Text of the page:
Lai See

The dark economic thoughts of Charlene Chu

PUBLISHED : Wednesday, 05 February, 2014, 5:37am
UPDATED : Wednesday, 05 February, 2014, 6:25am

Charlene Chu, a former senior director and head of China financial institutions at the ratings agency Fitch, has been talking to Britain's Telegraph about why she feels that China is on the verge of a crisis.

Chu left Fitch last year and will join US-based Autonomous Research later this year. She maintains that a banking crisis in China is not just an outside chance but a certainty. "The banking sector has extended US$14 trillion to US$15 trillion in the span of five years. There's no way that we are not going to have massive problems in China," she told the newspaper.

Her warnings have appeared particularly prescient in recent weeks with the concerns over how ICBC would resolve a 3 billion yuan (HK$3.8 billion) trust it had sold to its customers. Chu disagrees with mainland economists and academics who say the shadow banking sector and the formal banking sector are separate, and that therefore shadow banking sector does not pose a threat.

Interestingly, she feels the mainland's crisis will play out differently than in the West, where market forces have greater influence. It is post-crisis China that concerns her as she believes the main problem will not be the difficulties in bailing out the financial sector but how the country and the people deal with the inevitable slowdown in growth. "It comes down to how much of a hit does growth take and what is the impact of that on the populace and do we start to have any other issues that arise from that?" Now there's a dark thought for us all.


Stress is not wholly good

Stress is apparently ranked the number one lifestyle risk factor in the Asia-Pacific region. According to a survey by US professional services company Towers Watson, stress is ranked above physical inactivity and obesity by employers in the Asia-Pacific with the exception of mainland China where it is ranked second. That said, it will come as no surprise, at least to employees, that only 33 per cent of companies in the region think that improving the emotional/mental health of employees is a priority when developing health and productivity programmes. But this is considerably higher than in the US where only 15 per cent of firms consider it a priority.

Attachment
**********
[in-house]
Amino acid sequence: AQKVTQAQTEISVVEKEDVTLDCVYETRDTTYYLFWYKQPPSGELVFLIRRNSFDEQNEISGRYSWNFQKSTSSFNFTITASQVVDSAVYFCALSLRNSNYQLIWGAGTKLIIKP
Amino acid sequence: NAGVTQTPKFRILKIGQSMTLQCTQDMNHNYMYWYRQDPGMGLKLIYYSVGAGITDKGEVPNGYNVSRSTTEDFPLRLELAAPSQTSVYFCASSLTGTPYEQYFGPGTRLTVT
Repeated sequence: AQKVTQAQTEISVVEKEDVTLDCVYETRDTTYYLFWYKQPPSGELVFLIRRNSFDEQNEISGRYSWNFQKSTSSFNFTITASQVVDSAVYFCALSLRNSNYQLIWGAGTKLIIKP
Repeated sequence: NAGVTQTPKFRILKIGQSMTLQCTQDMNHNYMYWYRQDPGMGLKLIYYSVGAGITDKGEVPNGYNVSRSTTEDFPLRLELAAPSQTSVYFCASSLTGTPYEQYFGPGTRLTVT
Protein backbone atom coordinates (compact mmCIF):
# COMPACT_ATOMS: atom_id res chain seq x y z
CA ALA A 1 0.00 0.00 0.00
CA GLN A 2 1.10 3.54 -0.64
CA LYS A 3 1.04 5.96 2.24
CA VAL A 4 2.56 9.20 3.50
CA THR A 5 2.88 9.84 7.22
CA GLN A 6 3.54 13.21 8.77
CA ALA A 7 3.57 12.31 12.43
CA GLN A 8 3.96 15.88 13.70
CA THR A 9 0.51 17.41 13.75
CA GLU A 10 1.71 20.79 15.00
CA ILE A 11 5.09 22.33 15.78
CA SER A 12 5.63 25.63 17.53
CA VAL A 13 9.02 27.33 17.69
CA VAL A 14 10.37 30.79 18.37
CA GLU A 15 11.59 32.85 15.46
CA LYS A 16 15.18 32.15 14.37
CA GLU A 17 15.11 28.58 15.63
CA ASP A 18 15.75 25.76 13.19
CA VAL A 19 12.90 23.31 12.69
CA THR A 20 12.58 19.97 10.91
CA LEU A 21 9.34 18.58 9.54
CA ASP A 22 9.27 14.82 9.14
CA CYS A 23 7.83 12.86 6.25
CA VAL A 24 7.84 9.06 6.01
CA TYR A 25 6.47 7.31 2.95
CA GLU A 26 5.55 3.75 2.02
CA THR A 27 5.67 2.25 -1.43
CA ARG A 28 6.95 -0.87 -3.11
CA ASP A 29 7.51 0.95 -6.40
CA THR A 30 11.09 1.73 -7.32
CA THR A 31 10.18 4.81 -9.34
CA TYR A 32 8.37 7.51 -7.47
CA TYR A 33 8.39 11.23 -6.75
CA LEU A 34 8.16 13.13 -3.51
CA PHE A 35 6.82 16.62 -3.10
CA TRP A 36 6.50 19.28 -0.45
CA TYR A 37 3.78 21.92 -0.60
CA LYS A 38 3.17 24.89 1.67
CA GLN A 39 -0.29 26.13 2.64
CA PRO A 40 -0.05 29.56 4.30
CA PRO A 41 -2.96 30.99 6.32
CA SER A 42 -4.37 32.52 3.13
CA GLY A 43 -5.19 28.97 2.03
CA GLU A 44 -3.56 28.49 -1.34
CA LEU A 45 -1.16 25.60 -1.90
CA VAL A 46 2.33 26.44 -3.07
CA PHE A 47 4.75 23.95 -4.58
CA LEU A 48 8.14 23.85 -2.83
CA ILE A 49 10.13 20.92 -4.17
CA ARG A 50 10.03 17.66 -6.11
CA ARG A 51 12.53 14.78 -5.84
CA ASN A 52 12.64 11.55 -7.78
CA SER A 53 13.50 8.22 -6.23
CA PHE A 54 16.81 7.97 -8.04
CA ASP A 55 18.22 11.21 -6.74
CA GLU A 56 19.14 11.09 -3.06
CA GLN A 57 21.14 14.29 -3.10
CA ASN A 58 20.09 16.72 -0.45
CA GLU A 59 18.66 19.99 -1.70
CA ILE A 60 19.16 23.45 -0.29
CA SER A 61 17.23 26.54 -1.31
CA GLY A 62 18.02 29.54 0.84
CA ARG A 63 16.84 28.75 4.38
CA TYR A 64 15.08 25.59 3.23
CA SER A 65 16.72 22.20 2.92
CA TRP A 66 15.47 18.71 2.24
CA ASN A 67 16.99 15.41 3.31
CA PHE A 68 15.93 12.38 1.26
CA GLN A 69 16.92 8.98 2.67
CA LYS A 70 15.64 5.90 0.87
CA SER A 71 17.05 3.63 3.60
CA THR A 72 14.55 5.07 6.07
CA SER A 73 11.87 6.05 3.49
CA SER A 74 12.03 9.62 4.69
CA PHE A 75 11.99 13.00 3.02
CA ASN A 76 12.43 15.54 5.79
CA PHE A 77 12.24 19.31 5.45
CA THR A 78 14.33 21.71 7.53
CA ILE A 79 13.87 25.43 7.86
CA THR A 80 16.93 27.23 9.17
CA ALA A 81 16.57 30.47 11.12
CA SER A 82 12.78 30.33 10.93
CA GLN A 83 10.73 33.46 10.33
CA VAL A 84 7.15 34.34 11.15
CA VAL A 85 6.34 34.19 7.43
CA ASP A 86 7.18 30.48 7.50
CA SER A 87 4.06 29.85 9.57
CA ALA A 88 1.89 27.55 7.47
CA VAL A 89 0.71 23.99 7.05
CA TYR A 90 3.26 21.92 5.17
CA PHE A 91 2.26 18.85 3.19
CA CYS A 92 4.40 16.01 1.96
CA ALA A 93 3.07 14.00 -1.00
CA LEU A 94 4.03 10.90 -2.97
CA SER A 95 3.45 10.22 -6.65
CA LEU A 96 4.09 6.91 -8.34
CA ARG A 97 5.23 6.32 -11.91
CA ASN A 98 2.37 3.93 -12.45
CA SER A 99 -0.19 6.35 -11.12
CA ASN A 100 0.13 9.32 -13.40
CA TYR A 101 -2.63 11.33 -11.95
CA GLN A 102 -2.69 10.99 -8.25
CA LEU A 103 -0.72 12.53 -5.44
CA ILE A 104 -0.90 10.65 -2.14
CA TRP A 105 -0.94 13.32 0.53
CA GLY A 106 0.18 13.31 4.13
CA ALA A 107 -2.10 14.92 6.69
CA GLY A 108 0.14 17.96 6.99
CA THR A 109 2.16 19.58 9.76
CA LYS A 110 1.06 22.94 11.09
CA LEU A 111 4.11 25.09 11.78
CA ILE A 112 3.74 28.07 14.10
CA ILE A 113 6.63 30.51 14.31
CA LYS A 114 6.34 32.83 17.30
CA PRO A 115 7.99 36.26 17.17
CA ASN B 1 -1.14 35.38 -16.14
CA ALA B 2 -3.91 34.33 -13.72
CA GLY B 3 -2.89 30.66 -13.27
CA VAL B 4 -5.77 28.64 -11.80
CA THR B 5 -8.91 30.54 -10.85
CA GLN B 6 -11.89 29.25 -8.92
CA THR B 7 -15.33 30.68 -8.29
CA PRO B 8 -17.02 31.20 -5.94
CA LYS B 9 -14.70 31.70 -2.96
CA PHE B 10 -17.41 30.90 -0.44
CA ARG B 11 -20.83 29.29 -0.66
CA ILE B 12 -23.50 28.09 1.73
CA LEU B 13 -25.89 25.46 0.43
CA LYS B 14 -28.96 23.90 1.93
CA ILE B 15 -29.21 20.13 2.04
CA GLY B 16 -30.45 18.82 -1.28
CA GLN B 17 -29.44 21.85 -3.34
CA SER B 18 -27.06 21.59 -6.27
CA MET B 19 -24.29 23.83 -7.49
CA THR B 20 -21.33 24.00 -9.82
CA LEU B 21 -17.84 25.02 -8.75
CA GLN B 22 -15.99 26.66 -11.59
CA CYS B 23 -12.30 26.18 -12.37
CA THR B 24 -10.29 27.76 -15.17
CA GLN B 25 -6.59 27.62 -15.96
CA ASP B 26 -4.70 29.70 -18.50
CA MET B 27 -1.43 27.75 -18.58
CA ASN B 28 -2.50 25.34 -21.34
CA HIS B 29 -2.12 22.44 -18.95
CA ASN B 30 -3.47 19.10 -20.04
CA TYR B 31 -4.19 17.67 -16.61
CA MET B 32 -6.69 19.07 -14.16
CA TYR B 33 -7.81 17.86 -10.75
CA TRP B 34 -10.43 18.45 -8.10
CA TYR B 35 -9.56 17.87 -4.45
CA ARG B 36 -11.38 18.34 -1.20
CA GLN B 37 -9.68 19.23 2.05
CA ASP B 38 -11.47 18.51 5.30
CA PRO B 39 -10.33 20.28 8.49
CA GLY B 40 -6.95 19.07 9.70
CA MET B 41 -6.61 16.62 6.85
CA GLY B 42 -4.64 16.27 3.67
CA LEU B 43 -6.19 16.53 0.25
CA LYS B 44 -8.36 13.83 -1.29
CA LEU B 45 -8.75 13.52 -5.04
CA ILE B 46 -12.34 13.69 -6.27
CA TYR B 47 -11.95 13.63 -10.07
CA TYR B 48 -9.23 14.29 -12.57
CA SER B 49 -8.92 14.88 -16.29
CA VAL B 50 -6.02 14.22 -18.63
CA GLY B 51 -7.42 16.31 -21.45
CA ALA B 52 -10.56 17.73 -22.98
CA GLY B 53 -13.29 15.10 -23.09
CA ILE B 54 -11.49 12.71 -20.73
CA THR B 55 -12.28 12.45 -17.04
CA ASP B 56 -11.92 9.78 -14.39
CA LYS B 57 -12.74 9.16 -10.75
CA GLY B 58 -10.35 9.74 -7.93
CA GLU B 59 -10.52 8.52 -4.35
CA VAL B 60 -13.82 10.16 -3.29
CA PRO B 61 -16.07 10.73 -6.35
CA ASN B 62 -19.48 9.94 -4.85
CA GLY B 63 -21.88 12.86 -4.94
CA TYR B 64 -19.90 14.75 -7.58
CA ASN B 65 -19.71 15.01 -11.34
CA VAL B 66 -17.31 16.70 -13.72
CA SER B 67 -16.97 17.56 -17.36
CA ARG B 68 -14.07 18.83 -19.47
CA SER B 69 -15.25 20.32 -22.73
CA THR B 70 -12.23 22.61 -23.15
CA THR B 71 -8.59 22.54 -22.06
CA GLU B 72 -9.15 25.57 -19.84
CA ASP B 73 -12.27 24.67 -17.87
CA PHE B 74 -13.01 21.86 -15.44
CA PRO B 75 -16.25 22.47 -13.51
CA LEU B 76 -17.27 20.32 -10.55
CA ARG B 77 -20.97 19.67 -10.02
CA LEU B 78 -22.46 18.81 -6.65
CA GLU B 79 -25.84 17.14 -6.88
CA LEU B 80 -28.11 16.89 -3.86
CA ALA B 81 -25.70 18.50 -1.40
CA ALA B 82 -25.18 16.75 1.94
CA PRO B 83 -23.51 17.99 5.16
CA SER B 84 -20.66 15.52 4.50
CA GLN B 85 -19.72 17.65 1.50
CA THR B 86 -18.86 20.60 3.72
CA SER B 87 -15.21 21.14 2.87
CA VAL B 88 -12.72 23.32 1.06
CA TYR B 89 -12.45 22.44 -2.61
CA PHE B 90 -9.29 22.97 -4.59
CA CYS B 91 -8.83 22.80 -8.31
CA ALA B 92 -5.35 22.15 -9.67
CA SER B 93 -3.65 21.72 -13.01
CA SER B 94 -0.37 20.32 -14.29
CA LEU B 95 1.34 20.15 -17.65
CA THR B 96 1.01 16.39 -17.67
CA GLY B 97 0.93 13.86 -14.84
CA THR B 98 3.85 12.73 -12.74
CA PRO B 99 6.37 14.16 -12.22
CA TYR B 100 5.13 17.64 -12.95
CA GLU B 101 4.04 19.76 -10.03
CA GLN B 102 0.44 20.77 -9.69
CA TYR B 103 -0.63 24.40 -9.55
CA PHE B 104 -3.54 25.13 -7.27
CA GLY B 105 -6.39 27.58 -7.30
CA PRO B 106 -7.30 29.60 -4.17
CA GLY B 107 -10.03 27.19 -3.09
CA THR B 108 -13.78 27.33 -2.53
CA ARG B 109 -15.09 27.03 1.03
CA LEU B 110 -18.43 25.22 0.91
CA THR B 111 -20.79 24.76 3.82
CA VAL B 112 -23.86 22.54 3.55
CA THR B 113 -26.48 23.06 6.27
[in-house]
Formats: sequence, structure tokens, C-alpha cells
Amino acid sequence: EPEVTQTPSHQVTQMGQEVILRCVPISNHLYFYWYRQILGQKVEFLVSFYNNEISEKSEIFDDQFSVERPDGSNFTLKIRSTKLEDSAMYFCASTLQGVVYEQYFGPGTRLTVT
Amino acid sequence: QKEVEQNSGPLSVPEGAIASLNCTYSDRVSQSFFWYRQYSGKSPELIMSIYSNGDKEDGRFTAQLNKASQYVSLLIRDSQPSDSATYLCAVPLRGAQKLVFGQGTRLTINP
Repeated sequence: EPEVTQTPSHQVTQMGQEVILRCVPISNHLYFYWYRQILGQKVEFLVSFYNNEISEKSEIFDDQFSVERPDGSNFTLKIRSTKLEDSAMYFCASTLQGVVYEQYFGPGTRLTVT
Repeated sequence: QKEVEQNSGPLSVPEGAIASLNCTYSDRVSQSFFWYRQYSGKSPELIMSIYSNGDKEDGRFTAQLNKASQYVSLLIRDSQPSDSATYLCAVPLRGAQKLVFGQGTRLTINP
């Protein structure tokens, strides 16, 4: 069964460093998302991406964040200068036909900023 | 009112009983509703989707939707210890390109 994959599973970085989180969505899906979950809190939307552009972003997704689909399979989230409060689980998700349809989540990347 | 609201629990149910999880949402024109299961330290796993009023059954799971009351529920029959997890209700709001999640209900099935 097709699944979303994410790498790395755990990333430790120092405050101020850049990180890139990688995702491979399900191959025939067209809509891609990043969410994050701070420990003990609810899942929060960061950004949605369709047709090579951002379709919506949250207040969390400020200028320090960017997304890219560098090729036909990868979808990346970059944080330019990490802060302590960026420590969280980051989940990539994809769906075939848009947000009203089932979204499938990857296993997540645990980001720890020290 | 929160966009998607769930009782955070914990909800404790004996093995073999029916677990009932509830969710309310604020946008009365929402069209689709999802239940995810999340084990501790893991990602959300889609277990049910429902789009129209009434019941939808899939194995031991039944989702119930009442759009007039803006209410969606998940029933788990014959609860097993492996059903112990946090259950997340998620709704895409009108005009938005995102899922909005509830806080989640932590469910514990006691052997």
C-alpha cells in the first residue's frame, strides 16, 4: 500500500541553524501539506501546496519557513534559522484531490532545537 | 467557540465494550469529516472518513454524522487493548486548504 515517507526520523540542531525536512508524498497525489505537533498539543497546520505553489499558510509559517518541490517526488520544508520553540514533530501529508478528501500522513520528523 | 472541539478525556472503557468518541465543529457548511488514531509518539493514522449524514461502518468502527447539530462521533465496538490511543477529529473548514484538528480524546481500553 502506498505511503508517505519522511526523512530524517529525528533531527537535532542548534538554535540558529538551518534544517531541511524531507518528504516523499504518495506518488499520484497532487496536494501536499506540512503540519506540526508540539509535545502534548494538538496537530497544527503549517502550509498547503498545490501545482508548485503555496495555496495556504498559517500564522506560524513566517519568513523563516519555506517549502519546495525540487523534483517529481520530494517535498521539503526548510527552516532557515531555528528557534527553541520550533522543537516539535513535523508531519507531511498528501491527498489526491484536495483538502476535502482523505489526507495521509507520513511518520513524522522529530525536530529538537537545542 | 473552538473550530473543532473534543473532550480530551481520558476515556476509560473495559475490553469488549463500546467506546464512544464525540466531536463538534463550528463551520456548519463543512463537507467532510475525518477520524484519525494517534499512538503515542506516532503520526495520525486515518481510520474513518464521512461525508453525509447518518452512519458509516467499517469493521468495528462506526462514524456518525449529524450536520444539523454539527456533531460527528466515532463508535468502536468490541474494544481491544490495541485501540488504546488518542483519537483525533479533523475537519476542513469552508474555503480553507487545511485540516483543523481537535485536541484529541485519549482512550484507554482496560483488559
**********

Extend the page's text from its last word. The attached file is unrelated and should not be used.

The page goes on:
"While stress can energise workers to meet challenging goals, it can also overwhelm them and interrupt business performance." said Rajeshree Parekh, Towers Watson's Asia-Pacific director for global health and group benefits. "Stress has a strong link to physical health, emotional health, personal purpose and community - all contributing factors to workplace performance. But when employers do not fully recognise what causes stress, they risk diverting time and resources to fixing the wrong problems and, at the same time, alienating employees."


Hell has no fury…

It has to be said that Cheung Mei-yin is a very determined woman. In June 2007, she applied for leave to apply for a judicial review in the High Court over a decision by the postmaster general. When that was refused, she appealed against the decision in July 2008. This was also rejected. She then let the matter drop for five years before she turned to the Court of Final Appeal in June last year. This was heard last week and yet again rejected.

You may be wondering what it was that caused her to go to such lengths and expense. People may recall that prior to the handover, the postmaster general announced through the Government Gazette that people holding colonial stamps should redeem them since they would be replaced with new SAR stamps after the handover.

Cheung held colonial-era stamps amounting to all of HK$300. She said she was unaware of this until 2007, by which time the judge hearing her initial bid observed that her application was "hopelessly late". In the latest ruling, the judges note, "For an application for leave to apply for judicial review, which is itself seriously out of time, this is rather remarkable." The new judgment noted Cheung revived her legal struggle after the outcome of another case, which she said showed the liberal attitude of the Court of Final Appeal.

The judgment noted, "It is again remarkable that this could seriously be put forward by counsel for the applicant as an explanation for the long delay." Then again you wonder why they didn't have a whip-round at the Post Office and just give her the money.


Have you got any stories that Lai See should know about? E-mail them to howard.winn@scmp